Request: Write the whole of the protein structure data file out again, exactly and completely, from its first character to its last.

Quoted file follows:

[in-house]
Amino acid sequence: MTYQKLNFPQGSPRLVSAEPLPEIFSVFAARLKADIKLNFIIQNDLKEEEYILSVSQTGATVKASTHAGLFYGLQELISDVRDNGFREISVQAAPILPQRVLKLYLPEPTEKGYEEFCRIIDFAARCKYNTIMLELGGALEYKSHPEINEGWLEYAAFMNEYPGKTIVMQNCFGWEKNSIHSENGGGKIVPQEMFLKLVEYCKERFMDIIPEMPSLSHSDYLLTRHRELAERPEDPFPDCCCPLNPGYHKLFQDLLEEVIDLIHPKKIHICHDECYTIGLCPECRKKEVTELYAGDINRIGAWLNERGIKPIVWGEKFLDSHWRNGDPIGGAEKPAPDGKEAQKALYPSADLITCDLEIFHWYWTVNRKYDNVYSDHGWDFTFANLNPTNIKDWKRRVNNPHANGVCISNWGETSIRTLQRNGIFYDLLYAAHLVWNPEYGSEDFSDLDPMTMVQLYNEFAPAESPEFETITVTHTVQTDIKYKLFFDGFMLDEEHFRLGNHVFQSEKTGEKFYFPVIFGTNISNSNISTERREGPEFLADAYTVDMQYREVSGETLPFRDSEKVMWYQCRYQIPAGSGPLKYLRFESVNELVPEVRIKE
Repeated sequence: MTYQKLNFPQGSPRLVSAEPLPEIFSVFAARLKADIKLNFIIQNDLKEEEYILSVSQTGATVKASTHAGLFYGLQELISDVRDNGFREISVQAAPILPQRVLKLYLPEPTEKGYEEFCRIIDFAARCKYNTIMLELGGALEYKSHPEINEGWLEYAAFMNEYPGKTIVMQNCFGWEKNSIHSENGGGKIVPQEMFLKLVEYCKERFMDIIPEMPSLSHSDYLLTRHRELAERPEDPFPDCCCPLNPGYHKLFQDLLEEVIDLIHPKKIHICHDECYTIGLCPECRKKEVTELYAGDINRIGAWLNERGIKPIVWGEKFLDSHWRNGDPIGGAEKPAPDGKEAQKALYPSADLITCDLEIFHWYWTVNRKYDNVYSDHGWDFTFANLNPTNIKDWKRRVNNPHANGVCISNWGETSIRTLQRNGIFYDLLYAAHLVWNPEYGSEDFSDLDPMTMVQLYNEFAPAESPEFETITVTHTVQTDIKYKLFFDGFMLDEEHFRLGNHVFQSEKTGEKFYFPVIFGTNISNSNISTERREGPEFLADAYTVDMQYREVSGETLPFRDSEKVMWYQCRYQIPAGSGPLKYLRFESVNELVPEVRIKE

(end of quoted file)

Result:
[in-house]
Amino acid sequence: MTYQKLNFPQGSPRLVSAEPLPEIFSVFAARLKADIKLNFIIQNDLKEEEYILSVSQTGATVKASTHAGLFYGLQELISDVRDNGFREISVQAAPILPQRVLKLYLPEPTEKGYEEFCRIIDFAARCKYNTIMLELGGALEYKSHPEINEGWLEYAAFMNEYPGKTIVMQNCFGWEKNSIHSENGGGKIVPQEMFLKLVEYCKERFMDIIPEMPSLSHSDYLLTRHRELAERPEDPFPDCCCPLNPGYHKLFQDLLEEVIDLIHPKKIHICHDECYTIGLCPECRKKEVTELYAGDINRIGAWLNERGIKPIVWGEKFLDSHWRNGDPIGGAEKPAPDGKEAQKALYPSADLITCDLEIFHWYWTVNRKYDNVYSDHGWDFTFANLNPTNIKDWKRRVNNPHANGVCISNWGETSIRTLQRNGIFYDLLYAAHLVWNPEYGSEDFSDLDPMTMVQLYNEFAPAESPEFETITVTHTVQTDIKYKLFFDGFMLDEEHFRLGNHVFQSEKTGEKFYFPVIFGTNISNSNISTERREGPEFLADAYTVDMQYREVSGETLPFRDSEKVMWYQCRYQIPAGSGPLKYLRFESVNELVPEVRIKE
Repeated sequence: MTYQKLNFPQGSPRLVSAEPLPEIFSVFAARLKADIKLNFIIQNDLKEEEYILSVSQTGATVKASTHAGLFYGLQELISDVRDNGFREISVQAAPILPQRVLKLYLPEPTEKGYEEFCRIIDFAARCKYNTIMLELGGALEYKSHPEINEGWLEYAAFMNEYPGKTIVMQNCFGWEKNSIHSENGGGKIVPQEMFLKLVEYCKERFMDIIPEMPSLSHSDYLLTRHRELAERPEDPFPDCCCPLNPGYHKLFQDLLEEVIDLIHPKKIHICHDECYTIGLCPECRKKEVTELYAGDINRIGAWLNERGIKPIVWGEKFLDSHWRNGDPIGGAEKPAPDGKEAQKALYPSADLITCDLEIFHWYWTVNRKYDNVYSDHGWDFTFANLNPTNIKDWKRRVNNPHANGVCISNWGETSIRTLQRNGIFYDLLYAAHLVWNPEYGSEDFSDLDPMTMVQLYNEFAPAESPEFETITVTHTVQTDIKYKLFFDGFMLDEEHFRLGNHVFQSEKTGEKFYFPVIFGTNISNSNISTERREGPEFLADAYTVDMQYREVSGETLPFRDSEKVMWYQCRYQIPAGSGPLKYLRFESVNELVPEVRIKE